The June 15, 2020, US Supreme Court Ruling on LGBTQ+ rights is historic. The decision protects LGBTQ+ rights from discrimination in the workplace. Yet while the world is now more accepting of the LGBTQ+ community these days, there is still much work.
In a recent survey by Pew Research Center, 16 out of 34 countries say that society should accept homosexuality. In the United States, there is a significant divide on how Americans accept homosexuality. At least 85 percent of Democrats believe there’s nothing wrong with homosexuality. Meanwhile, about 58% of Republicans and Republican-leaning independents share the same belief.
Opinions vary per country. It is evident how many LGBTQ+ members continue to experience discrimination.
How Accepting is America?
In 2020, the Center for American Progress surveyed LGBTQ+ adults. It aimed to explore “the lives, attitudes, and experiences of LGBTQ+ Americans.”
It found out that one in three Americans who are LGBTQ+ members experienced discrimination last year. This includes three in five Americans who identify themselves as transgender. Here is where they faced discrimination:
- Public Areas: Most of the respondents’ experiences happened in a store, public transportation, or restroom. Others faced discrimination in the workplace, school, or their neighborhood. LGBTQ+ members are often not allowed access or humiliated in public.
- At Work: Respondents said that they experienced discrimination for their sexual orientation. According to them, this affected their job application. Others also experienced discrimination, which affected their salary. Others experienced discrimination, which affected their promotion or ability to keep their jobs. Transgender Americans also experienced the worst struggles at work.
Meanwhile, discrimination experience varies on the level of income of LGBTQ+ Americans. Only 47 percent who earn not more than $25,000 yearly experienced discrimination. Meanwhile, only 6 percent of those who make $100,000 yearly experienced the same.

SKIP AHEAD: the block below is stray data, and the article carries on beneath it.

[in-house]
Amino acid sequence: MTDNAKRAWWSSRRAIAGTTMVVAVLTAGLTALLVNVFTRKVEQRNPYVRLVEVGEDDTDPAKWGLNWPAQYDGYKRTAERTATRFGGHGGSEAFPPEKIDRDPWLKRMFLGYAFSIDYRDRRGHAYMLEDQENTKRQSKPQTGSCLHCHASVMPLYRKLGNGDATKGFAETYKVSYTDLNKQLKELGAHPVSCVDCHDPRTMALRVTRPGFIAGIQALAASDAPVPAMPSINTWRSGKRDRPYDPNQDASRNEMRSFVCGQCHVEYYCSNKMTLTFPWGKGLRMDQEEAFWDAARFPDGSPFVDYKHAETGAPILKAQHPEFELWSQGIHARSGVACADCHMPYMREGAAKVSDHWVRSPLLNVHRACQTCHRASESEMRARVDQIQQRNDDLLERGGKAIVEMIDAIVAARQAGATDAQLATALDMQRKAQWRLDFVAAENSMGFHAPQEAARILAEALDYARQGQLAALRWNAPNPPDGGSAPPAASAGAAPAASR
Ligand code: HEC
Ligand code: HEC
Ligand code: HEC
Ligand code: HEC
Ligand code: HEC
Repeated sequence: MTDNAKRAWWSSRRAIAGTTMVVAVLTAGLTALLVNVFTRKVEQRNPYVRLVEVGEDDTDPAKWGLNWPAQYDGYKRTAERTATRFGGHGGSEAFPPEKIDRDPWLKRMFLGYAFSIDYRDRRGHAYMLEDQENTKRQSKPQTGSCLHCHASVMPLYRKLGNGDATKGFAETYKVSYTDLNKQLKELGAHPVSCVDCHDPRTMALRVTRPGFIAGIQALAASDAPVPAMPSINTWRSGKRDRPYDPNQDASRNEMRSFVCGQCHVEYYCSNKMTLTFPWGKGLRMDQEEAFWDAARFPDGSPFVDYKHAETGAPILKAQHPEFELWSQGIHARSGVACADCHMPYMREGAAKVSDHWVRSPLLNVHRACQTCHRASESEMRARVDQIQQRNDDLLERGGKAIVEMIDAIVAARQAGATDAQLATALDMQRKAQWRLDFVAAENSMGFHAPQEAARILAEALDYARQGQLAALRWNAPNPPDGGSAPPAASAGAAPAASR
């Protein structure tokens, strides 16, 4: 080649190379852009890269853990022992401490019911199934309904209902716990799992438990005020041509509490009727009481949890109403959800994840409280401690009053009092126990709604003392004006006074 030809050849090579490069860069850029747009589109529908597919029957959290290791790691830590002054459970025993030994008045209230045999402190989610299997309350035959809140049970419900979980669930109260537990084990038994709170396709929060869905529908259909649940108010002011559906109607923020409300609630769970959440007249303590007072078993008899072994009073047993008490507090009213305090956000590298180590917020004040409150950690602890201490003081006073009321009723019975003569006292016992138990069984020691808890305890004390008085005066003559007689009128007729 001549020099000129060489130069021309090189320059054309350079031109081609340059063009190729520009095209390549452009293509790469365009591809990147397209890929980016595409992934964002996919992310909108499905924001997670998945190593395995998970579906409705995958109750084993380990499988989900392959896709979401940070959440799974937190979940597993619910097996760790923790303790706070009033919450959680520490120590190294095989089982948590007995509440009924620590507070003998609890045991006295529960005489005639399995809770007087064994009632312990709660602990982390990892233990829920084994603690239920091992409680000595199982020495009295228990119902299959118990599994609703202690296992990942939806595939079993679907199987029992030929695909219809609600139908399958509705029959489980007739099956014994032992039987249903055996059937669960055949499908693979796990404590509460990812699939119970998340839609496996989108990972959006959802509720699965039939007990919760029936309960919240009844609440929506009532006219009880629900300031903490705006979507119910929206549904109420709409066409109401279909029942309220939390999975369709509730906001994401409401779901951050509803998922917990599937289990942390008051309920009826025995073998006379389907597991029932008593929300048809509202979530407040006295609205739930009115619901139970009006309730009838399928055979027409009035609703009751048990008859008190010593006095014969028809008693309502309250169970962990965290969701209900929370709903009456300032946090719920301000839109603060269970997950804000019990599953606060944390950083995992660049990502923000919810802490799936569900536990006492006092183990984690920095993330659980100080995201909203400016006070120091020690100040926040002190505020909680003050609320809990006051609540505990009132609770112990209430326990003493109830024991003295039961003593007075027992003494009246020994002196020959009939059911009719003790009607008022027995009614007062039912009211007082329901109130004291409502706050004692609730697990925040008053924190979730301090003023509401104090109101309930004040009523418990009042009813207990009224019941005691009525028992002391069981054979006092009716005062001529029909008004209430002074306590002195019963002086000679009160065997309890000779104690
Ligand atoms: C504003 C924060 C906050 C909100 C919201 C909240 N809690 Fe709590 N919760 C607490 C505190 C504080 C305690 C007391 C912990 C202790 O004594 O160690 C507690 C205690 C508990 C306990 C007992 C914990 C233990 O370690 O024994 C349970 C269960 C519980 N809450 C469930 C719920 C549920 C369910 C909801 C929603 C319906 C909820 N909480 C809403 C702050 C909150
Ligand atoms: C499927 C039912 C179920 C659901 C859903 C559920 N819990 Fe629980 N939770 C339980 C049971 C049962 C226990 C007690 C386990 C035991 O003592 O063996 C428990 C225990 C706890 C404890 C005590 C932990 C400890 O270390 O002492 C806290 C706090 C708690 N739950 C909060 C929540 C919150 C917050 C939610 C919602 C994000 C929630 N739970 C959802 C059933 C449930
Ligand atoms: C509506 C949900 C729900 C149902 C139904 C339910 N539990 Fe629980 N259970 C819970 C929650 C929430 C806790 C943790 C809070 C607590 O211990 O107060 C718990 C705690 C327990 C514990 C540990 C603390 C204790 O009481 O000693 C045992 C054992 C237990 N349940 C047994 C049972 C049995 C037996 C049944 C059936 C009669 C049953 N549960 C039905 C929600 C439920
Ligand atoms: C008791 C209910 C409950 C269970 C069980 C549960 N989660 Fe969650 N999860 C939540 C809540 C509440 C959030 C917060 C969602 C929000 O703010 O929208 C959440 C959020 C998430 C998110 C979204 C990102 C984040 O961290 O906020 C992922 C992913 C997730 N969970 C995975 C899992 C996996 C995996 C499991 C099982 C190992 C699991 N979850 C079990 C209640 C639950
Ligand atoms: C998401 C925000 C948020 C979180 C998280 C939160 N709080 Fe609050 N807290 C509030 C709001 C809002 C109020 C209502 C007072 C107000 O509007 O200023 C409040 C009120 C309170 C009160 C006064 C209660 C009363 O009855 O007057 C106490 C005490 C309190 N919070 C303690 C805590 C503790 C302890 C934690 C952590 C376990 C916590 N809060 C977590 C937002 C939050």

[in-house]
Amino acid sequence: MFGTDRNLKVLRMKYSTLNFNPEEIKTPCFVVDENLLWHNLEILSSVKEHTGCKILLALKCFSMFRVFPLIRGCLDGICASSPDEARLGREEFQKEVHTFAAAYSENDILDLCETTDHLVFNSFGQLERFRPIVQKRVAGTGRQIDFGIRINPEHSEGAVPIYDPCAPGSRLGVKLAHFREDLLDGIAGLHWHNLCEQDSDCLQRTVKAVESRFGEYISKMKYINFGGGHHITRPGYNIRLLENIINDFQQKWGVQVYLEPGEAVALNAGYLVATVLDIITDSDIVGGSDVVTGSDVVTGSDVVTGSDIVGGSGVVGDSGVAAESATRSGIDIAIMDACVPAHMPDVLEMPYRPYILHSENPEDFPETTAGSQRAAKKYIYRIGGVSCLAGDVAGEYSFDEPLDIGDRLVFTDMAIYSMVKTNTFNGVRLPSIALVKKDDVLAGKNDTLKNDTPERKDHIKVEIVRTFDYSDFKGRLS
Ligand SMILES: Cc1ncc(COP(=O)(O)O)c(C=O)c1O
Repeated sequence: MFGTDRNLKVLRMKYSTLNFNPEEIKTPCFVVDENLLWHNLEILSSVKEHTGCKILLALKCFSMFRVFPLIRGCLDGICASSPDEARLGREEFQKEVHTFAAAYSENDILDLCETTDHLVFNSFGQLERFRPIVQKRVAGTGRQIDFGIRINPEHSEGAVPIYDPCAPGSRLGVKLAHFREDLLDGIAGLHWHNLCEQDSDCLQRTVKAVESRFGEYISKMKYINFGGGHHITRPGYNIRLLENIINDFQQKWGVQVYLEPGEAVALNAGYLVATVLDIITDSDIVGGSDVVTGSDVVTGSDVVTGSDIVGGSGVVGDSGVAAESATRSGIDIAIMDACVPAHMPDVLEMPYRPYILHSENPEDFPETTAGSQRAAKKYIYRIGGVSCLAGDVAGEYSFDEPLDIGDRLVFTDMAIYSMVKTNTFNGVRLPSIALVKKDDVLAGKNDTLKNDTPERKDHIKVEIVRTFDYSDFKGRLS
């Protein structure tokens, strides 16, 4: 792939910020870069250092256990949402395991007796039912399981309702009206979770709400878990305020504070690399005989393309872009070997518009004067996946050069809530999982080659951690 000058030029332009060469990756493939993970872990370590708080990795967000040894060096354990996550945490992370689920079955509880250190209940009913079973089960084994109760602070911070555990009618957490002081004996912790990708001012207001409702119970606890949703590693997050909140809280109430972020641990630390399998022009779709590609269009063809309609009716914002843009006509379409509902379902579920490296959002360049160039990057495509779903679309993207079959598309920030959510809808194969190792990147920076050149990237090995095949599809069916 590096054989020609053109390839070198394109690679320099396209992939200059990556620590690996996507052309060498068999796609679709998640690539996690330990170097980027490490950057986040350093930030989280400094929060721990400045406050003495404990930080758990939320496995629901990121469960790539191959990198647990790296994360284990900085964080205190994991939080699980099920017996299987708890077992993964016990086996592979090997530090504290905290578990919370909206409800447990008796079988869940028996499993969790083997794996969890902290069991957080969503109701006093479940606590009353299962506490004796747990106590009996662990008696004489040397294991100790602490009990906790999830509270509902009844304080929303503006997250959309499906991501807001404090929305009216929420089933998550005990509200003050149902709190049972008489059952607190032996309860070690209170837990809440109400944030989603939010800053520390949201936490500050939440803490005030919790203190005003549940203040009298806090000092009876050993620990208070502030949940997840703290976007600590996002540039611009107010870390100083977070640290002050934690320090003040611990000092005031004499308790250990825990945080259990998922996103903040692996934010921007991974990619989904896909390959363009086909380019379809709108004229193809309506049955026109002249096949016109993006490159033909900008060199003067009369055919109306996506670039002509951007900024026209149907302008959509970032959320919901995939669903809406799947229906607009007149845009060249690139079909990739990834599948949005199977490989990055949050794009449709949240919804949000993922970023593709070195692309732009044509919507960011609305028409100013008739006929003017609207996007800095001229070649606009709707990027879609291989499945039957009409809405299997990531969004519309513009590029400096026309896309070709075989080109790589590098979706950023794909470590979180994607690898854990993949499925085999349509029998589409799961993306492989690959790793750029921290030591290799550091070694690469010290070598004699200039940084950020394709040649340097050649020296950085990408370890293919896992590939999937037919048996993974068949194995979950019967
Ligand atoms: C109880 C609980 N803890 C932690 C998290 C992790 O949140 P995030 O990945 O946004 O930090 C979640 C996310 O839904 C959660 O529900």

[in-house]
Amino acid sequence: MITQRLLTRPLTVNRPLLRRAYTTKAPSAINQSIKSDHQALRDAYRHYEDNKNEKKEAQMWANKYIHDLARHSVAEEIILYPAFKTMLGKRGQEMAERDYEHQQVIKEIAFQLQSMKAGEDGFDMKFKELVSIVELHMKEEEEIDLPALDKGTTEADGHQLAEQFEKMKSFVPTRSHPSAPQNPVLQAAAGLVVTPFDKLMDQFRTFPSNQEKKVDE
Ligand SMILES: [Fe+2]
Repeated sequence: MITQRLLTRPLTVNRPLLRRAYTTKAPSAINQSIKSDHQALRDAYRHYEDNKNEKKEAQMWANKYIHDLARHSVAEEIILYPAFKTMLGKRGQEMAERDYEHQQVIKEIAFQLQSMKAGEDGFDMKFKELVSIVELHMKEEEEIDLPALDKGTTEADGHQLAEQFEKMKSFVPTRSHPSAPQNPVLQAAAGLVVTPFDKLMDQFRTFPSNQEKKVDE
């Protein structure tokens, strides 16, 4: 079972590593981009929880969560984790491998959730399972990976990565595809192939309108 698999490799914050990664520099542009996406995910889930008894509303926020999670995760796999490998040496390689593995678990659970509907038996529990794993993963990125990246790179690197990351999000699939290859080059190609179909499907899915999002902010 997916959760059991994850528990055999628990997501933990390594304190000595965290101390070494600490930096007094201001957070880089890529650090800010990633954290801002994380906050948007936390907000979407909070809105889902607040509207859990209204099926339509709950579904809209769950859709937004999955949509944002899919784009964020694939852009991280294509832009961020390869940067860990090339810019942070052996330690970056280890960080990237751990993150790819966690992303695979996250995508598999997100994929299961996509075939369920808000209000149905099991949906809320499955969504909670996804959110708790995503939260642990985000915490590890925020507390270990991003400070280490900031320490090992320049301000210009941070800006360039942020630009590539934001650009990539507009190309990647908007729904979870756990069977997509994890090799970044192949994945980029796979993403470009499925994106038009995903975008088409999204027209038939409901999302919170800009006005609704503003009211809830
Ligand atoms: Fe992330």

LGBTQ+ American respondents also noted that they experienced discrimination when seeking health care. At least 15 percent of them postponed their medical consultation due to discrimination. Others avoided medical care despite being sick or injured. Some of them even avoided consulting a doctor to avoid discrimination.
How Can Society Fight to End Discrimination Against LGBTQ+ Members?
As long as LGBTQ+ members experience discrimination, the fight will never be over. There is still a lot of work to do in a world where some countries still consider homosexuality illegal.
If you are an LGBTQ+ member who is facing discrimination, continue to fight for your rights. If you are not a member but an ally, you might want to contribute to the LGBTQ+’s fight for equality. Here’s what you can do in your little way:
- Be Visible: Show up. In the Pride March. In that online forum discussion on LGBTQ+ rights. In your meet-up with your friends where you get to share your thoughts as an LGBTQ+. Show up and speak up and talk about what matters to you and the LGBTQ+ community. Speak up and be heard on social media. Use social media platforms to raise awareness about LGBTQ+ struggles. Share your stories. Encourage others to listen.
- Educate People: You don’t have to spend an hour on sexual and gender identity orientation. It can be as simple as correcting people’s misconceptions about LGBTQ+ members. How they view sexual orientation and gender is influenced by their culture, religion, education level, and others. Not everyone has the same understanding of LGBTQ+ rights. Take every opportunity you get to educate people.
- Fight Against Discrimination: Discrimination and disrespect are a little too much. If you feel offended or hurt by other people’s remarks or if you’ve been ridiculed and put to shame, take action. In Virginia, 33 LGBTQ+ students filed a class lawsuit against the Department of Education early this year. The students allegedly faced discrimination at different colleges and universities within 18 states. Typically, a third party will attempt to sue for class action mediation among affected parties. However, how the case goes will depend on how strong your evidence is of your experience.
- Join Movements and Lobby for Your Rights: The fight for equality in legislation is still new. You need to fight for anti-discrimination in the workplace and public places. You need to fight for equal rights in marriage and health care. Join organizations that do not only bring the fight to the streets but also Congress. Sign petitions. Let your voice be heard.
It is unfortunate that discrimination still happens. Yet it also should be noted that the LGBTQ+ community has achieved so much in recent years. The call for inequality has never been this loud, and it will even get louder in the days to come. The fight for equal rights will continue.